LYNCH WET DE RED CREEK

Another of McKern’s paperbacks: he likes his westerns.

We get to Morocco and the signs disappear for a looong time. Hugh Griffith plays another, more sinister smuggler, a Welsh Dutchman (complimenting Boyd’s Irish Dutchman and Currie’s Scottish Dutchman) who offers to take the pair to Palestine but at a cost: Boyd must work for him for a year as payment for Lisa’s passage. But there’s an alternative: an American (Neil McCallum, a Canadian who made a steady living playing Yanks in Britain) will take them without such conditions — but Lisa must have a medical examination, since the Israelis don’t want any diseases coming in. The examination terrifies Lisa, I think partly because it’s to be conducted by a character apparently called DOCTOR METROPOLIS*. I certainly wouldn’t want anybody named after a Fritz Lang movie fumbling with my undercarriage. Although DR MABUSE would be worse, I guess.

The medical turns out to be a cathartic release for Lisa, who experiences a quasi-flashback as she tells Doc Metrop her story. Appropriately enough, this features a multi-image shot of eyes borrowed straight from Lang’s METROPOLIS. I wonder if the Doc’s character name preceded/inspired the reference? 

It all ends in a fade to white, and is the liveliest bit of filmmaking in the whole show. The need to treat the sequence allusively rather than directly unlocks some imaginative muscle in the director. Maybe the film has unseen compositional merits obscured by the wretched pan-and-scan treatment dished out by some long-ago TV broadcaster, but it’s the plot and guest-stars that allow it to survive a viewing. Malcolm Arnold’s score tries to convince us that THIS IS CINEMA, but actually just gets in the way.

(Once in a while I find somebody who wants to swap movies, but doesn’t have anything I particularly want, so I take pot luck, and thus I find myself with a film like LISA AKA THE INSPECTOR. And it sits, unwatched, for years, until the night I randomly pluck it out and slot it in the machine.)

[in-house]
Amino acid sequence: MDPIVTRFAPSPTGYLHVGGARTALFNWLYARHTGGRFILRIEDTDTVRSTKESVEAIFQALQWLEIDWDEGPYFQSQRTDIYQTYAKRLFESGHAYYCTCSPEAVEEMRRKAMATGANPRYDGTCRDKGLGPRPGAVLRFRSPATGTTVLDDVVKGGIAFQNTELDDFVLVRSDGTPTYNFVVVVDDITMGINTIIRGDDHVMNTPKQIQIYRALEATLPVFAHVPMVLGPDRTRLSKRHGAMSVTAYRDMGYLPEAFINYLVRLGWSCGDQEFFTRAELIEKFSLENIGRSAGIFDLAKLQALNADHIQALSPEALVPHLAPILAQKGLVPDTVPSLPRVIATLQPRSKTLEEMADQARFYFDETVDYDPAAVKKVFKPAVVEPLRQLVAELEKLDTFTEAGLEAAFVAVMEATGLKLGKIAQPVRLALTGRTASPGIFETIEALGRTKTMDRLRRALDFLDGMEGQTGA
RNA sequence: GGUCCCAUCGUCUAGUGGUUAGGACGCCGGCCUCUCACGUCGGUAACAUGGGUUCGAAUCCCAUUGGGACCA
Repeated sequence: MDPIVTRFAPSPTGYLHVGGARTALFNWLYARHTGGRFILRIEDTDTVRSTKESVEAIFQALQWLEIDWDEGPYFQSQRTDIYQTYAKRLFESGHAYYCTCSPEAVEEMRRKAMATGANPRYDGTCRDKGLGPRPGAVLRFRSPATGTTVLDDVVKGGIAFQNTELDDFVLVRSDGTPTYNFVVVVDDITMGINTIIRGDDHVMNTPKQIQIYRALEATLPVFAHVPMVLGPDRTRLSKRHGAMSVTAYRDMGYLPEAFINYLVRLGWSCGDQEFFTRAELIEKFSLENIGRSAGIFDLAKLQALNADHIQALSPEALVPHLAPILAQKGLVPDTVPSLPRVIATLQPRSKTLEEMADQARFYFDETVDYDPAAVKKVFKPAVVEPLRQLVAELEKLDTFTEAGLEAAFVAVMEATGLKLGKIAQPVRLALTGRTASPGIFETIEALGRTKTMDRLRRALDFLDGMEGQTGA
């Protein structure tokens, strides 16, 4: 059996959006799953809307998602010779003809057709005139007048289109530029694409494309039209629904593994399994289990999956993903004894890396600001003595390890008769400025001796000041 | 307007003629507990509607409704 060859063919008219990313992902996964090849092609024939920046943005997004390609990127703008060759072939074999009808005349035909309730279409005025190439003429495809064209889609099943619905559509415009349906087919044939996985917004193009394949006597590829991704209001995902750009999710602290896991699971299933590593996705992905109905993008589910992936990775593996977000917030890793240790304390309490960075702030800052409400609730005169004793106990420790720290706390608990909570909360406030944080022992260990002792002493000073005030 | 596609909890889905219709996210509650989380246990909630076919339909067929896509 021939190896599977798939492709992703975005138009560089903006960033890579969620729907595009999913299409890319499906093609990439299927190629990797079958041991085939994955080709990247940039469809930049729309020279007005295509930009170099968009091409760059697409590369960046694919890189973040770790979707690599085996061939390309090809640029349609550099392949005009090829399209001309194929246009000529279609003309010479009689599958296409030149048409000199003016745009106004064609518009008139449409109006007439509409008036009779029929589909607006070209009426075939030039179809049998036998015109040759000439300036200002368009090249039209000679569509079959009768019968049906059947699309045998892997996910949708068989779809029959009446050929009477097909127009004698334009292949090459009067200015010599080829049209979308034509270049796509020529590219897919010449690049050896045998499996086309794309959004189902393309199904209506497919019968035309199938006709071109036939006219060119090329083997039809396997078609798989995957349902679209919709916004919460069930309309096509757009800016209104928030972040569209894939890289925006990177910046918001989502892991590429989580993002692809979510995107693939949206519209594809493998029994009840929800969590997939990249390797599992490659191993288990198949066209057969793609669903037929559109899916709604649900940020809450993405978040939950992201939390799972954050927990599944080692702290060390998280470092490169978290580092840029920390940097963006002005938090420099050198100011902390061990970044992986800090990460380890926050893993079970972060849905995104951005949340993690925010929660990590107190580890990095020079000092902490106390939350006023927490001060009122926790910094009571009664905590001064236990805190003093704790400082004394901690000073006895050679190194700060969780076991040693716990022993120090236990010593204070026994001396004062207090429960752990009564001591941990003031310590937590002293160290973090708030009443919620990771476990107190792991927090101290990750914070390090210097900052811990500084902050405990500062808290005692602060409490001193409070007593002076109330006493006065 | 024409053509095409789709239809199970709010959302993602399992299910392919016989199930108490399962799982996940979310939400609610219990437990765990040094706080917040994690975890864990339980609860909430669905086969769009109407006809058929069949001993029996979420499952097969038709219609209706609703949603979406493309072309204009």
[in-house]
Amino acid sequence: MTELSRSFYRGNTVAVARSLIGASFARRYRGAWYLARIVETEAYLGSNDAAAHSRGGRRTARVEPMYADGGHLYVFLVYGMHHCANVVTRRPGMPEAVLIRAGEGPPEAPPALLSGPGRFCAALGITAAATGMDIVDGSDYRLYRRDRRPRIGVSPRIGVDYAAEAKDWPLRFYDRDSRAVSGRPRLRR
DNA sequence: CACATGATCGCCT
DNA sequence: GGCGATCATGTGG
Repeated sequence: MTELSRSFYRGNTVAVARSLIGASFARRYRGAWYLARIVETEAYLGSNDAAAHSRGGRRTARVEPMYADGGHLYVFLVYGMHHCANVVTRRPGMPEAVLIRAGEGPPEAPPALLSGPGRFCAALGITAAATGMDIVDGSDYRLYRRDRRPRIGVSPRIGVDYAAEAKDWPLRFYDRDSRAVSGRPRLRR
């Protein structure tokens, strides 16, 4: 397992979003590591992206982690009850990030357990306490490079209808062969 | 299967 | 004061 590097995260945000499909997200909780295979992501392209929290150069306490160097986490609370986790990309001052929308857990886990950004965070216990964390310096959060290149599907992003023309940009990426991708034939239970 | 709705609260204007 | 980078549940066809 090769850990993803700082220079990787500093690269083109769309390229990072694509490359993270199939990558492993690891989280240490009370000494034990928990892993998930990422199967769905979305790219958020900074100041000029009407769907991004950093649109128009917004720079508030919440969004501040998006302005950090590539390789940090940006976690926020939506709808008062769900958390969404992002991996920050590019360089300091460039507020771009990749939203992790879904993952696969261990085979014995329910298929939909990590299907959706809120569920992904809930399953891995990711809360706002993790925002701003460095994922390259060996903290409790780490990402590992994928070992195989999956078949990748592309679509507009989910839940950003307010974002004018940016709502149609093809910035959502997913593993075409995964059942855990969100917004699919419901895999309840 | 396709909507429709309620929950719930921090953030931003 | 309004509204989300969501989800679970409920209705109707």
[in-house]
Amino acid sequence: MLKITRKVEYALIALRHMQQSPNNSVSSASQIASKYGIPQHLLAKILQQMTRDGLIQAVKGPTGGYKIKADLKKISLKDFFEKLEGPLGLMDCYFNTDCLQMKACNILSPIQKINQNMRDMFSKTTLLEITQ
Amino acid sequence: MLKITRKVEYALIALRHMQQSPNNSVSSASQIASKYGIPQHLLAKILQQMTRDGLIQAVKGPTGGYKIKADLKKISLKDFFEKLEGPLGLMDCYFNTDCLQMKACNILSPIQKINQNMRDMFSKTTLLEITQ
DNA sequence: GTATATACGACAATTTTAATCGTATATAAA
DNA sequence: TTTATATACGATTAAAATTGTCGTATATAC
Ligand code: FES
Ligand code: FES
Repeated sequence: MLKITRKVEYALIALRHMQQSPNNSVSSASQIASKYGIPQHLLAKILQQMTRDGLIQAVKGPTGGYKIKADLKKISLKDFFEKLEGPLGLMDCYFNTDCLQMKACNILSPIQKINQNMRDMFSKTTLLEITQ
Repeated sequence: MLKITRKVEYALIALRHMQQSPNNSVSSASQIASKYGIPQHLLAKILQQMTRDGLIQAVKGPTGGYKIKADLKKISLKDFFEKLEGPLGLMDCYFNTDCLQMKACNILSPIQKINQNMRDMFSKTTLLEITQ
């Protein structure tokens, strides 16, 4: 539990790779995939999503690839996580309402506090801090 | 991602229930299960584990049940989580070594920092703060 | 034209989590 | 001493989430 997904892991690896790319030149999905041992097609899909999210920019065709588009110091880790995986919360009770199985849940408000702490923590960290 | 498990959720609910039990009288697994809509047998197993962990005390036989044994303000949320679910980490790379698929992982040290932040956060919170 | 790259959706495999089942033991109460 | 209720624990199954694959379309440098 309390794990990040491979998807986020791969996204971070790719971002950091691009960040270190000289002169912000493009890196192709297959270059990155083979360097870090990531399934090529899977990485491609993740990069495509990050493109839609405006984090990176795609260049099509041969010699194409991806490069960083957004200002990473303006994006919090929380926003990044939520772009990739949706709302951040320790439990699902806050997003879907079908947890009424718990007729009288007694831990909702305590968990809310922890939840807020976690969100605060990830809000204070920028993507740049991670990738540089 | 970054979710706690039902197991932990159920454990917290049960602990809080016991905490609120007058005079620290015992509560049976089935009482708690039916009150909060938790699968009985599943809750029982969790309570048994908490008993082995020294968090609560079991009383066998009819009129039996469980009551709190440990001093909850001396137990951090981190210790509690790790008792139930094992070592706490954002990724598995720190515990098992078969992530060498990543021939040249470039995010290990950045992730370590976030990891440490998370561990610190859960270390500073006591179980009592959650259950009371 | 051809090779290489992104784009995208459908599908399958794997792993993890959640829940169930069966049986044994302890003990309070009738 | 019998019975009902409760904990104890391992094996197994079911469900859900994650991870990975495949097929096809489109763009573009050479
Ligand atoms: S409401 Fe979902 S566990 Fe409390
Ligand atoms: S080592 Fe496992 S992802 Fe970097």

Oh, I almost forgot, we also have Robert Stephens as a navy man, sloping around like a spy after Boyd. “You Dutchmen, always on the go!” he rejoices, and I think this may well be the line Robert Stephens was BORN TO SAY. There is such a line for all actors. Anthony Hopkins’ line is “I’m a mercenary ham with the head of a whale!” but no one has written it into a script for him yet.

Stephens informs Boyd that tests have show that Goring died accidentally, falling on his S.S. knife. The authorities would like Boyd to return and clear the matter up, but he’s not being charged with murder. And nobody much liked Goring anyway.

BUT! Browne the American doesn’t want Lisa to go to Israel: now that he knows her history he wants to pack her off to Nuremberg to testify about what was done to her.  It’s clear this would be destructive to her psychologically, and she still really wants to go to Israel, where she’ll finally feel safe. This part of the film was the most powerful for me: some well-meaning people are quite willing to destroy Lisa in order to create a powerful effect at the war crimes tribunal. A sensation of desperation.

At this point, signposts suddenly reappear, helping Boyd chart his way through the unfolding narrative:

AIR ATLAS

Stencilled on the plane to Germany which Lisa doesn’t get on, because Boyd realises she’s in love with him. They make a deal with the Welsh Dutchman and set sail with Arab Harry Andrews. After numerous examples of nationality-muddled casting, the film finally presents a Brit browned-up. Andrews is appalling casting. His accent fluctuates across the globe’s entire surface, and at one point he gets water splashed in his face and turns lighter. Absurd.

MADRE DOLOROSA

Not the most encouraging name for a ship (shades of Dario Argento!), but if Harry Andrews is the captain and he’s wearing body makeup, I guess things can’t get much worse. More double-dealings and plot twists turn up, but after the quasi-resolution of the love story, none of it matters too much. The final leg of the journey puts me in mind of Clouzot’s MANON, which likewise ends with a trip to the new state of Israel, but Clouzot’s conclusion is both bleaker and better. He’s a real director, and Philip Dunne just isn’t. Despite the strange lack of star-power in the central roles, his movie does deliver a couple of unusual characters who engage the interest and the sympathy. It doesn’t quite find a narrative structure that uses and resolves these people, but I’m still reasonably glad I saw it.

Having recently seen an Arab documentary, THE ARABIAN DREAM,  which as you might expect took a more sceptical view of the founding of Israel, this was also fascinating to see as a time-capsule from an era before the Israeli dream really started to turn sour…

*Actually it’s “Dr. Mitropoulis”, silly.